If only Mother Nature would cooperate. I have decided though, that Mother Nature is a cruel and vengeful witch when she gave us one week of sunshine and temps above 50F° and then took it all away and replaced it with clouds and a biting cold wind from former East Germany. So that's what we get for tearing down the wall, huh? Cold wind? Thanks. Thanks a lot.
It is Good Friday today so everything is closed up tight and the roads are empty.
After running a quick errand, I saw how deserted town seemed and so I took a quick drive around Heidelberg. Streets that are usually packed with bikers and pedestrians had become ghost towns. The sky was mostly cloudy, but the sun kept trying to peek out and so I walked along the Neckar and enjoyed my city.
The river was slow and lazy today, meandering down from villages higher up in the canyon and sliding quietly by me.
The river was so calm that these two guys were able to do this.
I walked along the river and noticed across from me daffodils had sprung up along the banks.
Bunches of crocus had erupted in formerly all green lawns.
The clouds were getting thicker and the air still had a chill of winter about it, but everywhere you looked it was undeniable that spring was fighting its way into our little corner of Germany.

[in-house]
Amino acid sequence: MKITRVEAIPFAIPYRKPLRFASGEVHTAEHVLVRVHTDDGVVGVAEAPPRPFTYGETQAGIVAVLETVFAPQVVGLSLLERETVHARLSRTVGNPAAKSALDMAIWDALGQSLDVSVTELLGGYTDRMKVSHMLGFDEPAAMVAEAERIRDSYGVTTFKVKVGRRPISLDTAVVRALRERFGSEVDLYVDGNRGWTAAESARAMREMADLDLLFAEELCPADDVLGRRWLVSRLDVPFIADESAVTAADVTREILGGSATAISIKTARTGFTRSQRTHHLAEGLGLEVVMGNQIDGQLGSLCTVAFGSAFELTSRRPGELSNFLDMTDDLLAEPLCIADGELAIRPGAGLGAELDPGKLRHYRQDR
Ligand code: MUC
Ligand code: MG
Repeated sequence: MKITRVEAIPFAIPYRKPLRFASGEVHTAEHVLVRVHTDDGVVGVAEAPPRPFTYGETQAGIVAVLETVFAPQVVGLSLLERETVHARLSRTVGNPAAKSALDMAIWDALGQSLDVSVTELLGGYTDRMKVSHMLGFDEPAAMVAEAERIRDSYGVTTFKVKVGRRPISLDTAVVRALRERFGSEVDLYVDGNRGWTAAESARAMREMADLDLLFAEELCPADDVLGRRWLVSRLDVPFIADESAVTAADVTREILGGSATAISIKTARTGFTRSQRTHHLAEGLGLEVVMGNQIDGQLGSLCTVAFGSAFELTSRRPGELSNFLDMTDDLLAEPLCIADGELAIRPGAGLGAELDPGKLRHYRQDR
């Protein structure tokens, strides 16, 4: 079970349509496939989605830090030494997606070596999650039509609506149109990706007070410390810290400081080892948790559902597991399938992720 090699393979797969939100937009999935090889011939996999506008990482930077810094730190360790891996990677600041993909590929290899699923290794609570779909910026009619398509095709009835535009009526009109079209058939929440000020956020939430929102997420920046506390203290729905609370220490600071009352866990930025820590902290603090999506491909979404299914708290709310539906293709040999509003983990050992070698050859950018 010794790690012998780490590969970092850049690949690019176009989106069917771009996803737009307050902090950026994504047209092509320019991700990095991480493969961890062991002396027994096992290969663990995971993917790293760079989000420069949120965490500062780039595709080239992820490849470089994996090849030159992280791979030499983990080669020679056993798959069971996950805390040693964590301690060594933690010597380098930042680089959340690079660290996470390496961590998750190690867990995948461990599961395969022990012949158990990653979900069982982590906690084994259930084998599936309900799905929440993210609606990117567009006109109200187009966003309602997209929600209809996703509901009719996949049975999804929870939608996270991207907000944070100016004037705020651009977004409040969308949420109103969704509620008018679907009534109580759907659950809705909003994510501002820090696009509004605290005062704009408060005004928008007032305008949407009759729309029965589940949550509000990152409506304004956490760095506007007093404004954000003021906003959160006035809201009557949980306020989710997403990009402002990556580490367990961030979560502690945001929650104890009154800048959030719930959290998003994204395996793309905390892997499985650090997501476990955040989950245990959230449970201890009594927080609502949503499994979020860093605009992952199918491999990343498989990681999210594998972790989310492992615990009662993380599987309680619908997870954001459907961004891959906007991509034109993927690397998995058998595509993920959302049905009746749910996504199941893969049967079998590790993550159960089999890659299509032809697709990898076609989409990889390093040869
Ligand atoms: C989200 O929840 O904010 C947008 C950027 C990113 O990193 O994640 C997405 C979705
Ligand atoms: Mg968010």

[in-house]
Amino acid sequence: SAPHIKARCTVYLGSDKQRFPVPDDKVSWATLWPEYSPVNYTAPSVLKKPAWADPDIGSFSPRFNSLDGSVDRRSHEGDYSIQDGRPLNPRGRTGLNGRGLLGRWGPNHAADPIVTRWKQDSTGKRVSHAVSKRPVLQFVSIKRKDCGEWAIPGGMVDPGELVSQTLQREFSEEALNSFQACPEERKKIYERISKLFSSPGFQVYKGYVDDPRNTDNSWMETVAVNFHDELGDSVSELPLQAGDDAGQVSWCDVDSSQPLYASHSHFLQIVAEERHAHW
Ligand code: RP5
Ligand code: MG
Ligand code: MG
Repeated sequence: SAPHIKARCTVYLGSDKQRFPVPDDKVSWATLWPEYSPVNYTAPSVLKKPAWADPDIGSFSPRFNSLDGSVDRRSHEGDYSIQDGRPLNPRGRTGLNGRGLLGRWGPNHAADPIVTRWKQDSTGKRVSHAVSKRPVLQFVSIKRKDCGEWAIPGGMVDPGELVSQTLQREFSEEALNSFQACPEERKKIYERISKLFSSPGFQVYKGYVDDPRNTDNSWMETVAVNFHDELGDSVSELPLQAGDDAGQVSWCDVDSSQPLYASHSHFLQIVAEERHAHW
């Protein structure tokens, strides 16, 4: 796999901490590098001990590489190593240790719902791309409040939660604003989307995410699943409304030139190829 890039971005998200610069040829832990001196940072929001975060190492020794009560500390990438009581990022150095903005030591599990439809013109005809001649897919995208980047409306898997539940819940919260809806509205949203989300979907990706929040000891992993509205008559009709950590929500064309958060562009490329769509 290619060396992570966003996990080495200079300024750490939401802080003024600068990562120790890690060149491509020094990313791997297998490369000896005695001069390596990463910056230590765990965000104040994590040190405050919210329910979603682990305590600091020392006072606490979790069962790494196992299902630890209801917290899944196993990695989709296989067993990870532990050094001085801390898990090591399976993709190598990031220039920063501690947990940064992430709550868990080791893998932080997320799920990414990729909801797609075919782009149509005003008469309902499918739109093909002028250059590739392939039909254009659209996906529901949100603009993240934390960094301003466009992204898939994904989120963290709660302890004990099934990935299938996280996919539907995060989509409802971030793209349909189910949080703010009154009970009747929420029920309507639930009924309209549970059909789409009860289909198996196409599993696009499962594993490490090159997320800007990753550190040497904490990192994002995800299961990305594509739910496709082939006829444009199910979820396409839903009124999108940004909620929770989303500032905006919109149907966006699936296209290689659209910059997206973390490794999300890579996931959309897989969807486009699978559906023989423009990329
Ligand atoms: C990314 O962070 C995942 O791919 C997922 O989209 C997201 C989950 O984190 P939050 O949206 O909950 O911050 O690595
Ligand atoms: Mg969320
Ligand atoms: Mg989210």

I stood under the bridge, waiting for the sun to come out one last time (it didn't) so I could a picture of the river with the sun sparkling off of it. When I finally realized the clouds were here to stay I looked up and saw I was right under the old gate tower.
To millions of people all over the world, Heidelberg will just be that place where they had an amazing vacation. Not me. It will be that place where I lived for a year. Where I walked, and ate, and got lost, and turned the wrong way on Einbahnstraßes (one way streets), and looked for parking, and made friends, American and German. And lastly, where I started to think, "hey, I can do this. I can live in Germany." Because for awhile there, I thought I couldn't.
I walked back to my car and passed tourists getting on buses.
The streets had been fairly empty, all except for these guys. Apparently they didn't get the memo that Germany shuts down Easter weekend.
Just like spring was slowly working its way through Germany and taking hold, Germany was slowly working its way through me. And taking hold. I drove home thinking about no matter where I move to next or where I go in this world, I will always have been a Heidelberger at one point in my life.
Which means I will never have to go in here.
*Heidelberger du jour.